BACKGROUND: Socioeconomic level of residential environment was found to influence cognitive performance. However, individuals from the same place of residence may be affected differently. We aim to investigate for the first time the influence of individual activity space on the association between neighborhood socioeconomic status (NSES) and the risk of dementia. METHODS: In the frame of the Three-City cohort, a French population-based study, we followed longitudinally (12 years) 7009 participants aged over 65. The activity space (i.e., the spatial area through which a person moves daily) was defined using two questions from Lawton's Instrumental Activities of Daily Living scale ("Goes shopping independently","Travels alone"), and one question about mobility restriction. The survival analysis was performed using a Cox marginal model that takes into account intra-neighborhood correlations and includes a large number of potential confounders. RESULTS: Among people with a limited activity space (n = 772, 11%), risk of dementia is increased in subjects living in a deprived area (characterized by high GINI index or low median income) compared to those living in more favored. CONCLUSION: This study shows that the individual activity space modifies the association between NSES and the risk of dementia providing a more complete picture of residential inequalities. If confirmed in different populations, these findings suggest that people with limited activity space and living in a deprived neighborhood are particularly at risk and should be targeted for prevention.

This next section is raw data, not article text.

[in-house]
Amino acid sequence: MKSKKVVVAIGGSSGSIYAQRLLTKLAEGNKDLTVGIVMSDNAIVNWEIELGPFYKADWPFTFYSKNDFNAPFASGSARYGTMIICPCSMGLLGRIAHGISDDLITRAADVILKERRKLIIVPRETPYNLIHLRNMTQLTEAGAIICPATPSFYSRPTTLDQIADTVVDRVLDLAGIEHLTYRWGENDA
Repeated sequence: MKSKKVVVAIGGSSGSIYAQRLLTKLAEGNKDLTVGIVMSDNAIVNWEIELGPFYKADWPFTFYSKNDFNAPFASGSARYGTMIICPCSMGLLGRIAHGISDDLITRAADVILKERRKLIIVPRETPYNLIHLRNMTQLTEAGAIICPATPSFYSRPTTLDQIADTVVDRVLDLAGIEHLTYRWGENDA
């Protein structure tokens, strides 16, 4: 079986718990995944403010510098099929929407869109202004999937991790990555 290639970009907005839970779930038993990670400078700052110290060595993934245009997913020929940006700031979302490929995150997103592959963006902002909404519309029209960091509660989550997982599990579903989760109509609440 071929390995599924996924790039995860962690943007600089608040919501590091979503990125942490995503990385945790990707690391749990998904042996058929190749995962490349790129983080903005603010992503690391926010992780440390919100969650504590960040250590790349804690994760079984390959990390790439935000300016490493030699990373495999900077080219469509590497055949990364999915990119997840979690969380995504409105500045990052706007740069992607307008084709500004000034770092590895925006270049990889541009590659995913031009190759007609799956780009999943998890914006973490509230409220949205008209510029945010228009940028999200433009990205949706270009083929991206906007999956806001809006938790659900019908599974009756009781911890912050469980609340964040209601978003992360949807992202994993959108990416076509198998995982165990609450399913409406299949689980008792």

Assuntos
Atividades Cotidianas , Demência/epidemiologia , Planejamento Ambiental , Características de Residência , Classe Social , Meio Social , Atividades Cotidianas/psicologia , Idoso , Idoso de 80 Anos ou mais , Cidades/epidemiologia , Estudos de Coortes , Demência/economia , Demência/psicologia , Planejamento Ambiental/economia , Feminino , Humanos , Estudos Longitudinais , Masculino , Pobreza/economia , Pobreza/tendências , Fatores de Risco , Fatores Socioeconômicos